Be careful with detailsiStock/kupicooPeople hearing of a death on social media may want to get more information, understandably, but your curiosity is less important than the family's need for privacy. "If the core group doesn't indicate the details of how someone passed in the post, there's some reason they included or excluded that information," says Woods. If you happen to know details that weren't publicly shared by the relatives, it isn't your place to put that information out there. "Let the core group take the lead," adds Woods, who points out that ultimately, "finding out the Why and How doesn't change the fact that someone is gone." In addition, whether you're the closest family or the most distant friend of the deceased, be aware that whatever information you post could be viewed by children. "So if God forbid there was a suicide or any kind of questionable circumstances to the death, be very cautious about how and what you say if you don't want a teenager or younger child to see it," says Walfish.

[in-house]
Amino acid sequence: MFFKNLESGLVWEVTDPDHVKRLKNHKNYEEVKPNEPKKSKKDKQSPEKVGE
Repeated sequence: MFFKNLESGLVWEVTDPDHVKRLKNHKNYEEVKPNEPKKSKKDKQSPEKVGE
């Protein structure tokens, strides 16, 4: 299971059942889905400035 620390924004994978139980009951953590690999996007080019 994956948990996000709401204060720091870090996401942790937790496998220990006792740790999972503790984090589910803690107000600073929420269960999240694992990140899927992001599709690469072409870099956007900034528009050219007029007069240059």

Respond in the medium in which you received the newsiStock/HStocksRemember that in the first hours and days after someone passes, the loved ones of the deceased are dealing not only with a storm of emotion but also a long list of logistics. While social media can help that core group to share information more easily, such a public announcement can leave them open to getting bombarded with hundreds of calls and texts. "If you've been notified on social media rather than receiving a call, that means for whatever reason that the closest family members didn't want to or didn't have time to talk to everyone," says Woods. "So when acknowledging the news, stick to the medium through which you received the information." If someone posts on Facebook, she says, reply briefly online, but don't rush to call or text; instead, give the family space to deal with what they need to deal with. "Wait and reach out later," Woods advises. "The loss will still be felt long after the services have passed." An exception may be if you can offer to help in any way—by taking care of children, for example, or hosting out-of-town relatives who may come in for the funeral.